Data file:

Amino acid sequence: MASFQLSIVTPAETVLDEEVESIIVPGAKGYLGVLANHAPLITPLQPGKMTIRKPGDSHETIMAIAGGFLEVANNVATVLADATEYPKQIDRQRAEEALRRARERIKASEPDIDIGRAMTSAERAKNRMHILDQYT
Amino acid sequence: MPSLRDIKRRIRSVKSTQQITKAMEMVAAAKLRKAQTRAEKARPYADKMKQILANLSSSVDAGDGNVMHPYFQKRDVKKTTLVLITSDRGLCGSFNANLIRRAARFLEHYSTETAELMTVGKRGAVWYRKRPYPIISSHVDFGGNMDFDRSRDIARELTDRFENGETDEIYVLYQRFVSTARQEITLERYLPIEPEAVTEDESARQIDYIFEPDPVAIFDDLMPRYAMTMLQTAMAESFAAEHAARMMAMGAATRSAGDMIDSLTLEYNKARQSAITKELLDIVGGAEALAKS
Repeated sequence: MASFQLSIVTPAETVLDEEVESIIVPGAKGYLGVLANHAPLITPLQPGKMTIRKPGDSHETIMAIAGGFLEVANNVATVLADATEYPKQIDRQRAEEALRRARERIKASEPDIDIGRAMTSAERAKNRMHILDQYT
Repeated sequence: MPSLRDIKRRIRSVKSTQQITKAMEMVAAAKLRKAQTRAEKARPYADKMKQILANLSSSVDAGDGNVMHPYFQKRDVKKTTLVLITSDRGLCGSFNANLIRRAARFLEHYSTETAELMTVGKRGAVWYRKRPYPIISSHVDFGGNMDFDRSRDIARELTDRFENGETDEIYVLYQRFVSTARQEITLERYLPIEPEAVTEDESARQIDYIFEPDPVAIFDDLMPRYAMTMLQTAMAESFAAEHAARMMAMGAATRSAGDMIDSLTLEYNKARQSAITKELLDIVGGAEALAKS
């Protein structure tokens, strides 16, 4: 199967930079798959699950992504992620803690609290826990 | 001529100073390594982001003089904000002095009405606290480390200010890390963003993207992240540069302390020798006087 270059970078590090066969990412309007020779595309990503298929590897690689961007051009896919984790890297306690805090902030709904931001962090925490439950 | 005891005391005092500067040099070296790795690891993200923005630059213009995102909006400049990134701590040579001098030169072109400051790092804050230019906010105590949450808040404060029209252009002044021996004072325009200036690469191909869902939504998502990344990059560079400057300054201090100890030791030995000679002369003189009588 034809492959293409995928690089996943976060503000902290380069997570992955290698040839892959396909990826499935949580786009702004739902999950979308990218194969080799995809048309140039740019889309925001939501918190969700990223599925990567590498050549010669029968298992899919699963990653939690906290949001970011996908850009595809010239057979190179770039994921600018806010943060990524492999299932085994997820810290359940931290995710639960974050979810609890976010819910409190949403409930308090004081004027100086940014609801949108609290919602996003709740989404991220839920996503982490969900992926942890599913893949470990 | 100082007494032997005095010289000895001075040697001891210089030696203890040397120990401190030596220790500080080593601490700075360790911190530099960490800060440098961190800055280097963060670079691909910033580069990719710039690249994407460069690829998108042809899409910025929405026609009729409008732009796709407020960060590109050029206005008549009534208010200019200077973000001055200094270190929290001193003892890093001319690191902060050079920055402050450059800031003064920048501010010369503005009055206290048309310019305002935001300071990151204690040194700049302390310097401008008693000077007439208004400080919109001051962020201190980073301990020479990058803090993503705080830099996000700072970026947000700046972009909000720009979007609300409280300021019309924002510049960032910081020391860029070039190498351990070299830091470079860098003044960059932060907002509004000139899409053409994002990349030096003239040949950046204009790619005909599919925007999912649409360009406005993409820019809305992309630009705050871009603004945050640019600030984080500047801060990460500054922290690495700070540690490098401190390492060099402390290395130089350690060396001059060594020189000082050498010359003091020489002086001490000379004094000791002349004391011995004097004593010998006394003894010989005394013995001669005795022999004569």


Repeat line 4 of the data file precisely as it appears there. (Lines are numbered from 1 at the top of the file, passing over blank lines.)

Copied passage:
Repeated sequence: MPSLRDIKRRIRSVKSTQQITKAMEMVAAAKLRKAQTRAEKARPYADKMKQILANLSSSVDAGDGNVMHPYFQKRDVKKTTLVLITSDRGLCGSFNANLIRRAARFLEHYSTETAELMTVGKRGAVWYRKRPYPIISSHVDFGGNMDFDRSRDIARELTDRFENGETDEIYVLYQRFVSTARQEITLERYLPIEPEAVTEDESARQIDYIFEPDPVAIFDDLMPRYAMTMLQTAMAESFAAEHAARMMAMGAATRSAGDMIDSLTLEYNKARQSAITKELLDIVGGAEALAKS